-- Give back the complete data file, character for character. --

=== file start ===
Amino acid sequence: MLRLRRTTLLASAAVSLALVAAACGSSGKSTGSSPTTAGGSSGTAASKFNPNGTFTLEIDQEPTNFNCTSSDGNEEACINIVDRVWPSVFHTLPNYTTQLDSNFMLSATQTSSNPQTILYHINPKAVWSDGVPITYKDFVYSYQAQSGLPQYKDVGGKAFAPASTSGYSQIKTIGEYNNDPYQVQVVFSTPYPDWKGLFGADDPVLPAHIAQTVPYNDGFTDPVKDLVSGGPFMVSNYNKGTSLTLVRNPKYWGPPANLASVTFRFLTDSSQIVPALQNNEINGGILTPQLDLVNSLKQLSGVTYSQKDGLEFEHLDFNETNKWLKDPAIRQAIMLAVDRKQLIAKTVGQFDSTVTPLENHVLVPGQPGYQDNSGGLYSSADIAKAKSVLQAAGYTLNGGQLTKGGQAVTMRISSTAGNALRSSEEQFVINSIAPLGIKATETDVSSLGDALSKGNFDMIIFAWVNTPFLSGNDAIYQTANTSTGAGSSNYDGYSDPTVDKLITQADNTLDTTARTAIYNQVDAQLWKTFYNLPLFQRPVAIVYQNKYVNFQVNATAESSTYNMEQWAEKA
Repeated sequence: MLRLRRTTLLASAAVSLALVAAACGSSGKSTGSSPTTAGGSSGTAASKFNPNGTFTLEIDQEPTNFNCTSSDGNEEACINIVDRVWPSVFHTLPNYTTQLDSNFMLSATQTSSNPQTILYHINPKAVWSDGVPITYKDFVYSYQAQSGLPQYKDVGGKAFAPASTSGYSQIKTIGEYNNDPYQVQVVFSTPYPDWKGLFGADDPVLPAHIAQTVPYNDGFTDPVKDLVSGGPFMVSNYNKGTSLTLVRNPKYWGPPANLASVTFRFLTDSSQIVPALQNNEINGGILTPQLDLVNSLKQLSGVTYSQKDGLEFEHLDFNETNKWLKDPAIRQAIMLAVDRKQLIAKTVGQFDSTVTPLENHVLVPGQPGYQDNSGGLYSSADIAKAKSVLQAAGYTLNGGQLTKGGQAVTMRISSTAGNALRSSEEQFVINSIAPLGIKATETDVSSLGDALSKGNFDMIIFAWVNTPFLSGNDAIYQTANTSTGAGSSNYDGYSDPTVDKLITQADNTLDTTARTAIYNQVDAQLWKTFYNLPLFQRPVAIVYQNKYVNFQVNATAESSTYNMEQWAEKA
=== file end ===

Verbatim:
Amino acid sequence: MLRLRRTTLLASAAVSLALVAAACGSSGKSTGSSPTTAGGSSGTAASKFNPNGTFTLEIDQEPTNFNCTSSDGNEEACINIVDRVWPSVFHTLPNYTTQLDSNFMLSATQTSSNPQTILYHINPKAVWSDGVPITYKDFVYSYQAQSGLPQYKDVGGKAFAPASTSGYSQIKTIGEYNNDPYQVQVVFSTPYPDWKGLFGADDPVLPAHIAQTVPYNDGFTDPVKDLVSGGPFMVSNYNKGTSLTLVRNPKYWGPPANLASVTFRFLTDSSQIVPALQNNEINGGILTPQLDLVNSLKQLSGVTYSQKDGLEFEHLDFNETNKWLKDPAIRQAIMLAVDRKQLIAKTVGQFDSTVTPLENHVLVPGQPGYQDNSGGLYSSADIAKAKSVLQAAGYTLNGGQLTKGGQAVTMRISSTAGNALRSSEEQFVINSIAPLGIKATETDVSSLGDALSKGNFDMIIFAWVNTPFLSGNDAIYQTANTSTGAGSSNYDGYSDPTVDKLITQADNTLDTTARTAIYNQVDAQLWKTFYNLPLFQRPVAIVYQNKYVNFQVNATAESSTYNMEQWAEKA
Repeated sequence: MLRLRRTTLLASAAVSLALVAAACGSSGKSTGSSPTTAGGSSGTAASKFNPNGTFTLEIDQEPTNFNCTSSDGNEEACINIVDRVWPSVFHTLPNYTTQLDSNFMLSATQTSSNPQTILYHINPKAVWSDGVPITYKDFVYSYQAQSGLPQYKDVGGKAFAPASTSGYSQIKTIGEYNNDPYQVQVVFSTPYPDWKGLFGADDPVLPAHIAQTVPYNDGFTDPVKDLVSGGPFMVSNYNKGTSLTLVRNPKYWGPPANLASVTFRFLTDSSQIVPALQNNEINGGILTPQLDLVNSLKQLSGVTYSQKDGLEFEHLDFNETNKWLKDPAIRQAIMLAVDRKQLIAKTVGQFDSTVTPLENHVLVPGQPGYQDNSGGLYSSADIAKAKSVLQAAGYTLNGGQLTKGGQAVTMRISSTAGNALRSSEEQFVINSIAPLGIKATETDVSSLGDALSKGNFDMIIFAWVNTPFLSGNDAIYQTANTSTGAGSSNYDGYSDPTVDKLITQADNTLDTTARTAIYNQVDAQLWKTFYNLPLFQRPVAIVYQNKYVNFQVNATAESSTYNMEQWAEKA